And, boy, does her course progress! In just the rest of this first part of the course, titled “How To Create And Prepare Your First Info Product (#InfoProductBiz Series)”, Melyssa shows us how to brainstorm our topic by surveying our audience (and what to do if we don’t already have an audience to survey; hints: Facebook and Twitter); and how to decide what format(s) your info product should be in, so that you produce a product “which would work best for your audience and topic”, based on such factors as meeting the appropriate price point, ease of learning the topic (think about it; “write what you know” doesn't have to be limited to just what you know now), and even which format(s) you are best able to produce. She then goes on to show us how to plan creating your info product, how to build an email list of your target audience and what tools to use to do so, and even how to “create a lead magnet that attracts your ideal customer.” (A “lead magnet” is a short but informative freebie related to your main info product, that you give away to folks who join your email list.)
Lesson 2 is titled “How To Prime And Grow Your Audience For Your First Info Product” and leads you through using and building your email list, guest posting on blogs and using social media to engage with your audience, and effectively promoting your “lead magnet” to get signups for your list. The next lesson, “How To Create A Killer Sales Page And Price For Your First Info Product”, discusses what you need to include on your product's sales page both content-wise, and what tech tools you should consider using on your page; what factors to consider in pricing your info product, and provides sound real-world guidelines and pricing suggestions to help.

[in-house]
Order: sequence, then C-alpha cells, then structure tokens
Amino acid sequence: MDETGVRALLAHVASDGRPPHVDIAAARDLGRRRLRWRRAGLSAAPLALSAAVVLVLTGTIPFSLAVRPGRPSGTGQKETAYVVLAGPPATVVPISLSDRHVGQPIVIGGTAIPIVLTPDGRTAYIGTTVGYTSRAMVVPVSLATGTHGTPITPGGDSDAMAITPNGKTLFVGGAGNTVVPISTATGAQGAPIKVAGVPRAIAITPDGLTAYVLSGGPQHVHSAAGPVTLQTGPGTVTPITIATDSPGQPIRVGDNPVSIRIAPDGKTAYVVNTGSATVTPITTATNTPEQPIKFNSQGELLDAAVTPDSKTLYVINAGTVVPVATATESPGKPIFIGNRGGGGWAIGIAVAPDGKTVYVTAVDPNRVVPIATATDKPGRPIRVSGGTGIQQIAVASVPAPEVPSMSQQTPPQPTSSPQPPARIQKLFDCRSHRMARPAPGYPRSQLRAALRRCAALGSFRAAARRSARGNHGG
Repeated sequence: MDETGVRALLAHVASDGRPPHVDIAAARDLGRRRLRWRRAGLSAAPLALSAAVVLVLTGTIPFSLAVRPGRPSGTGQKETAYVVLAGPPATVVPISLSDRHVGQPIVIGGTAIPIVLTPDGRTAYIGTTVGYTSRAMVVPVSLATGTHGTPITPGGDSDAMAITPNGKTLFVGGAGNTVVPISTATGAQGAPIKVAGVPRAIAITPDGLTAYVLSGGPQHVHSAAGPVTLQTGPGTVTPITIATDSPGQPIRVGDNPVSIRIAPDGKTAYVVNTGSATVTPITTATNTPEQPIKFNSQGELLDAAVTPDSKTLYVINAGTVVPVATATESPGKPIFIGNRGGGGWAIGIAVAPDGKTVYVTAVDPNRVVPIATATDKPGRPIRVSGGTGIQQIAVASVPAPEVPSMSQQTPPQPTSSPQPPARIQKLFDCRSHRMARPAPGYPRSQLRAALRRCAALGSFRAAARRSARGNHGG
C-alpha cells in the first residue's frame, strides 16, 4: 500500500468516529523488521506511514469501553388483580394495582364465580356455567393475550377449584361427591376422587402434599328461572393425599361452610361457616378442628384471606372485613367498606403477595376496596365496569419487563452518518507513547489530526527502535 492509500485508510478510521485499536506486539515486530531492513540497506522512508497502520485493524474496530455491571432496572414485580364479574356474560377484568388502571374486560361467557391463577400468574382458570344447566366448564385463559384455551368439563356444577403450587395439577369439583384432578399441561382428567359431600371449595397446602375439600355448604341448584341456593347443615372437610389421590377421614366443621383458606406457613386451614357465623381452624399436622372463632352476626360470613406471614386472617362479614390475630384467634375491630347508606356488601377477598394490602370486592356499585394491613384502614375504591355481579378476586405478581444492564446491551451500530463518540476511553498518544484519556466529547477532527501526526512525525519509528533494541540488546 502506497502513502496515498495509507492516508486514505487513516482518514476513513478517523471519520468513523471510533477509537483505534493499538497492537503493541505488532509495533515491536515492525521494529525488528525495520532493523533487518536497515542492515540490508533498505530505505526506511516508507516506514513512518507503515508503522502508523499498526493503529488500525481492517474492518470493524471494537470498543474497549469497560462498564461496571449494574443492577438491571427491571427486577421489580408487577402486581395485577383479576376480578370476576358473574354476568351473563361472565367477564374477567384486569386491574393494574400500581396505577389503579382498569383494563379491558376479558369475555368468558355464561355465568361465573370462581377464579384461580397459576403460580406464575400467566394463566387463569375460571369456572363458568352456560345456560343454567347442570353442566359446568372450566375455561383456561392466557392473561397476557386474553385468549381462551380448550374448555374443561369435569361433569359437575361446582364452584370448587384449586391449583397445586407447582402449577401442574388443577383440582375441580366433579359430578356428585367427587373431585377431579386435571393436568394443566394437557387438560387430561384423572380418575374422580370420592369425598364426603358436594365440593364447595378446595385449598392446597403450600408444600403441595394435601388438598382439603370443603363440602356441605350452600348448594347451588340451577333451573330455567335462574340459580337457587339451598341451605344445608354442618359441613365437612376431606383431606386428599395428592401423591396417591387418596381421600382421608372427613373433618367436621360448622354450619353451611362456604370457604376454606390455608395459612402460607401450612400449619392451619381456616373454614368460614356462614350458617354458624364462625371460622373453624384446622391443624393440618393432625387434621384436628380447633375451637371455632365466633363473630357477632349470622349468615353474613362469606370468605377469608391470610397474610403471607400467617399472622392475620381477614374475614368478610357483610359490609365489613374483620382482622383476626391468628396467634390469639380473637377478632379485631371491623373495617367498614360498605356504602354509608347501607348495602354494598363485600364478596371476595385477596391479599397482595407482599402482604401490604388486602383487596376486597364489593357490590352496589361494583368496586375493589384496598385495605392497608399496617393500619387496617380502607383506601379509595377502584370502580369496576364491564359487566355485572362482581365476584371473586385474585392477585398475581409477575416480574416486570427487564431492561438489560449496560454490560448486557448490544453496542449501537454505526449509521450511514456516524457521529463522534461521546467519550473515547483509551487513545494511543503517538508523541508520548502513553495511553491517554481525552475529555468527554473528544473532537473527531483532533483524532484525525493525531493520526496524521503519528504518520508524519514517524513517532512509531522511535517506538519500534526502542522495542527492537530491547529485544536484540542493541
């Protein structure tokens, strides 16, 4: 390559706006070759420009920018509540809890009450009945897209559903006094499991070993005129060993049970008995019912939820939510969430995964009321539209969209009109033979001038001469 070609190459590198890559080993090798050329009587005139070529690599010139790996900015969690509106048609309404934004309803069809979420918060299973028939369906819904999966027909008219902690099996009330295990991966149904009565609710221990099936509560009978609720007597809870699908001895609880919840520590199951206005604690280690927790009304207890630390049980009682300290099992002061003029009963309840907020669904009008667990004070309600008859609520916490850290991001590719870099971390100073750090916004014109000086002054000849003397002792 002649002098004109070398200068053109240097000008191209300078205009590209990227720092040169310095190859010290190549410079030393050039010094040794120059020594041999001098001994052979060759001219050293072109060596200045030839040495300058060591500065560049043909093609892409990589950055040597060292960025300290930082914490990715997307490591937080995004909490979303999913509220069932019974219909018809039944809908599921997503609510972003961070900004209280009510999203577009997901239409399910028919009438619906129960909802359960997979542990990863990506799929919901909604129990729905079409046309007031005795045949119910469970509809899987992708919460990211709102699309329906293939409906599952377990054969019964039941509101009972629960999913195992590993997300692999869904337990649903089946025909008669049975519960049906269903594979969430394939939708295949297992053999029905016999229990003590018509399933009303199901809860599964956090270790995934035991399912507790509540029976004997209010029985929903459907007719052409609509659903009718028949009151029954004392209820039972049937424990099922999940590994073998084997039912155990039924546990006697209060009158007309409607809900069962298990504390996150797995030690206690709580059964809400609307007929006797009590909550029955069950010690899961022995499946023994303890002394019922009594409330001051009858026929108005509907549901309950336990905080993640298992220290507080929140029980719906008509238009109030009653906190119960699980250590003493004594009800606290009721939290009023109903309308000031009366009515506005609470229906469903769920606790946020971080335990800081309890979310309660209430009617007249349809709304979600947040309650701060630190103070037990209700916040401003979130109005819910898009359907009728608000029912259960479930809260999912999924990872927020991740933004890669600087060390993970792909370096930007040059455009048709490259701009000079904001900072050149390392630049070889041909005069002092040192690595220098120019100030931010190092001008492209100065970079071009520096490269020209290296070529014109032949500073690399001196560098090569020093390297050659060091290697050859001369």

Finally, “How to Launch and Market Your First Info Product,” the last lesson, covers just that :the all - important launch! Melyssa starts this final lesson laying out 7 ways to market your product, including webinars, email promotions, Twitter chats, and even pinning on Pinterest! Then she moves on to good advice on how to structure your launch : should you pre - sell, do just a standard launch, an evergreen launch, or some combination of all? (she clearly explains these terms as she goes).
If creating, marketing, and selling your own info products is anything you'd like to learn more about, I strongly recommend Melyssa griffin‘s free 0# info product biz course. Take the course at https://www.melyssagriffin.com/create-prepare-info-product, and check out her full site, https://www.melyssagriffin.com, or listen to episodes of her inspiring PURSUIT WITH PURPOSE podcast, at https://www.melyssagriffin.com/topics/podcast/.
Don’t worry if you’re feeling overwhelmed. Like any new endeavor, learning to create, market and sell your own info products can involve a substantial investment in time and effort. But if it’s something you might be interested in, the investment could be worth it. And if only the writing part interests you, NeoLeaf Press will be able to help with that. We're planning our own Info Product Sales and Marketing Toolkit package, scheduled for launch soon; stay tuned!